Cape Town Desalination Plant Dispute Comes Down To Sewerage

  • The dispute between the Cape Town City Council and Quality Filtration Systems (QFS) regarding the Waterfront desalination plant comes down to raw sewerage prevalent in Cape Town sea water.
  • The City has failed to acknowledge or accept its legal responsibilities as the Water Services Authorities and to comply with the relevant regulations.
  • Had the City advised of the poor state of the sea water and the extraordinary levels of contamination of which it was aware, the plant tendered would have been designed to deal with the quality of the inflow water and Quality Filtration Systems (QFS) would not be faced with the current standoff.

last month Quality Filtration Systems (QFS) announced that they will sue the City of Cape Town for breach of contract over the V&A Waterfront desalination plant. According to MD, Herman Smit, QFS was contracted in January 2018 to provide one of three desalination plants to provide fresh drinking water via a reverse osmosis sea water desalination plant. These desalination plants were developed in the city’s bid to beat Day Zero.

“QFS won a tender with the City of Cape Town and funded the installation of the Waterfront desalination plant in the Waterfront. “We are suing the COCT since they are in breach of contract and have not made payments required within the contract.  The original contract was valued at R53 million, only R1.7 million has been paid so far and we are owed  over R20 million to date.

After an eight month wrangle, Quality Filtration Systems (QFS), the company commissioned to install the V&A Waterfront desalination plant as part of Day Zero emergency measures, have uncovered what they believe to be the real reasons why the City of Cape Town is fighting the contractual settlement with QFS.

“Our tender to provide one of three desalinations plants in Cape Town was submitted based on the water quality supplied by the City, however on testing the water in early 2018, we highlighted the problems with raw feed water studies numerous times. Before the tender documents were issued, both the City management as well as the consulting engineer were also informed about the raw water contamination by UWC,” said Herman Smit, MD of QFS.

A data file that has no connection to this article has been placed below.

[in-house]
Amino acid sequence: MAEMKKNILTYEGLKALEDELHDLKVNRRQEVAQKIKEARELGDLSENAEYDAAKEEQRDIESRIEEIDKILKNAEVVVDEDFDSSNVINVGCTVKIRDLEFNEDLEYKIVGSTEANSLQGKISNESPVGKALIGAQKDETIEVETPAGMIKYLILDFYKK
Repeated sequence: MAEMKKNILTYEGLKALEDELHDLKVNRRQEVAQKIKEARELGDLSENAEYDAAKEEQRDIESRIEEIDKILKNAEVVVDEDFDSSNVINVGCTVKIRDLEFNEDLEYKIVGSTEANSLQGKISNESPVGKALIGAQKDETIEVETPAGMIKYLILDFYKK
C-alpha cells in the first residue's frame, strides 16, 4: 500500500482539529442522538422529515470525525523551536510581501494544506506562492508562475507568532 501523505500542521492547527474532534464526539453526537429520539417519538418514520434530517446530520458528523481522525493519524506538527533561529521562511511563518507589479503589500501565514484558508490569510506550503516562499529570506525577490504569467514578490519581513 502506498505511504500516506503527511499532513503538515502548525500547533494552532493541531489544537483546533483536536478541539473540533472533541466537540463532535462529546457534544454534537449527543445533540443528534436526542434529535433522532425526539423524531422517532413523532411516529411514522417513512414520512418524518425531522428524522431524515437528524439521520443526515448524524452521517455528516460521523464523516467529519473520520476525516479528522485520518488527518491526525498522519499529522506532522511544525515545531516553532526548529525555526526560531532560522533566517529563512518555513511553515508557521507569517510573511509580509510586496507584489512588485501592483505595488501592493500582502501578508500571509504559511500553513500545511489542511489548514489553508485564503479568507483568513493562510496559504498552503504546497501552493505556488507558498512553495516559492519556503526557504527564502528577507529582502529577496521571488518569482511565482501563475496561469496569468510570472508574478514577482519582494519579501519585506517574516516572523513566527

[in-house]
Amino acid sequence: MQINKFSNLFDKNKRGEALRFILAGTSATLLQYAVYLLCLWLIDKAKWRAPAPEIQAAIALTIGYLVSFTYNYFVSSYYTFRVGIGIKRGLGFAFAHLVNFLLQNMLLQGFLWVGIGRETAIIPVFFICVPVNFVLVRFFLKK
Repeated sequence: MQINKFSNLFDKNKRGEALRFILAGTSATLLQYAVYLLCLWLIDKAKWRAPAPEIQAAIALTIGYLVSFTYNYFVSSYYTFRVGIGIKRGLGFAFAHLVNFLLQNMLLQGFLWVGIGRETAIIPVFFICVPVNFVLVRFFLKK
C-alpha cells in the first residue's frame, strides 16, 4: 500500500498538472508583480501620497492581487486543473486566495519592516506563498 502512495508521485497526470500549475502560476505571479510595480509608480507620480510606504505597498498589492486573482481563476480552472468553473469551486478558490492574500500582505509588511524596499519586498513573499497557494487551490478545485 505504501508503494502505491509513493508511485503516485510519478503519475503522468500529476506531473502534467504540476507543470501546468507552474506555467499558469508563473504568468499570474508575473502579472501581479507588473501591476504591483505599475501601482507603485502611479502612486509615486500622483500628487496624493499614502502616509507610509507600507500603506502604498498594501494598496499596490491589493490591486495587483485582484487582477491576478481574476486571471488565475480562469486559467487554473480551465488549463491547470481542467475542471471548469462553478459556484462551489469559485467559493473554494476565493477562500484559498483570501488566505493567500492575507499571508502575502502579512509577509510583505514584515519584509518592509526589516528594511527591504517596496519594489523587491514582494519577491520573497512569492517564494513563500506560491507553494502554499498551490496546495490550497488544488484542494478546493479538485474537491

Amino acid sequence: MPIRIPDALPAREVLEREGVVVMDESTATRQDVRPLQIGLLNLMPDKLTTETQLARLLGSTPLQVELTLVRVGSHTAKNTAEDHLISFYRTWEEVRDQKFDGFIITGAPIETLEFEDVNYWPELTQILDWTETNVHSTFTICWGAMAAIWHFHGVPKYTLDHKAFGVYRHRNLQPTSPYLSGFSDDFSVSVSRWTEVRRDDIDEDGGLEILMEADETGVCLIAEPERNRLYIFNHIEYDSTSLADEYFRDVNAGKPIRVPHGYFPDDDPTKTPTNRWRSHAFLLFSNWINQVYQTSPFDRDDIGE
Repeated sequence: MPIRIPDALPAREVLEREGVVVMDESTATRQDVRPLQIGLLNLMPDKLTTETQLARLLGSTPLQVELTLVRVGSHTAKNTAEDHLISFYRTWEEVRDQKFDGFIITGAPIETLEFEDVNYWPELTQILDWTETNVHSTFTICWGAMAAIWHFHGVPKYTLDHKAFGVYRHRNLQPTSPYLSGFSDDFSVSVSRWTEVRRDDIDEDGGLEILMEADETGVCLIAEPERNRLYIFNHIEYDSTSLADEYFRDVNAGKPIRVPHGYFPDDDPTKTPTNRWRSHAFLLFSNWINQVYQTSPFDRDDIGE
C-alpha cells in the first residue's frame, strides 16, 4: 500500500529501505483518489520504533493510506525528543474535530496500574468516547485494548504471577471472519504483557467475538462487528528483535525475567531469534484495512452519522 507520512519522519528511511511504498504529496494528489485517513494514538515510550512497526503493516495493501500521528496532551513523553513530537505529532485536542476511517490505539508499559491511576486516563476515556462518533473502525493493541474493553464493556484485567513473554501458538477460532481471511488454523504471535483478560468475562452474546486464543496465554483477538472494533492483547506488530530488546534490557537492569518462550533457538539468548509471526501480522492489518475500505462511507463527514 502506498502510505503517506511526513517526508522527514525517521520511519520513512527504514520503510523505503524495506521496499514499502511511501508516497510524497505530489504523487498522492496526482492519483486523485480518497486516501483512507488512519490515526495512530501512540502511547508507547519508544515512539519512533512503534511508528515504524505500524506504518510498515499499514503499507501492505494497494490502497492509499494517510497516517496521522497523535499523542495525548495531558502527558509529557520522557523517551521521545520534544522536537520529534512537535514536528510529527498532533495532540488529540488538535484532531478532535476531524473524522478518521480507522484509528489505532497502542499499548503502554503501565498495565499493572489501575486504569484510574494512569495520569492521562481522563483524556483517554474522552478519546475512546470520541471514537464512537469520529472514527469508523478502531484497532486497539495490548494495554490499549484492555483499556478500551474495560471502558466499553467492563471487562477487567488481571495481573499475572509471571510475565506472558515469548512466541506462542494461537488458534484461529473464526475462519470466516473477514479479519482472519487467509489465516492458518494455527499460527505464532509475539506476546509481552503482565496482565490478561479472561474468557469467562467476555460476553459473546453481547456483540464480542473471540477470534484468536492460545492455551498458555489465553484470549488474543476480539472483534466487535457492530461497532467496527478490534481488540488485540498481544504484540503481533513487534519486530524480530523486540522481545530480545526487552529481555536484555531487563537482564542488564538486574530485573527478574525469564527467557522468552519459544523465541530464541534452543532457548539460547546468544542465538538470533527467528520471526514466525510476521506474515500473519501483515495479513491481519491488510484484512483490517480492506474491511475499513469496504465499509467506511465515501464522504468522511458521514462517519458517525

“As far as we are aware, neither the City or IX engineers as the consulting engineers, did any water characterisation of the raw sea water, and denied there was anything wrong with the quality of the input water during the contract process, or once the desalination plant had been commissioned,” added Smit.

“As a local SME, who came forward during Day Zero to assist with the water crisis we feel taken advantage of by the City who is using it’s financial and legal power to silence us to hide the gross mismanagement of the desalination projects.”

QFS will continue with the legal process and sue the City for the contractual amount as well as damages incurred during the 13 months of dispute.

The City has failed to acknowledge or accept its legal responsibilities as the Water Services Authorities and to comply with the relevant regulations.

“I believe that the City was aware of untreated sewage in the sea around Cape Town and are now avoiding responsibility and trying to lay the blame at QFS’s door,” he added.

Smit said had the City advised of the poor state of the sea water and the extraordinary levels of contamination of which it was aware, the plant tendered would have been designed to deal with the quality of the inflow water and the company would not be faced with this stand-off now.

“We cannot understand the City’s position: not acknowledging the water quality and working with service providers to solve the problem; keeping their side of the contract agreement and paying QFS what is owed; being unwilling to come to the table to work out a solution; trying to avoid mediation to solve the stand-off; taking unreasonable measures to prevent the release of the mediation report; and claiming confidentiality when information is required”. Smit added

Author: Bryan Groenendaal

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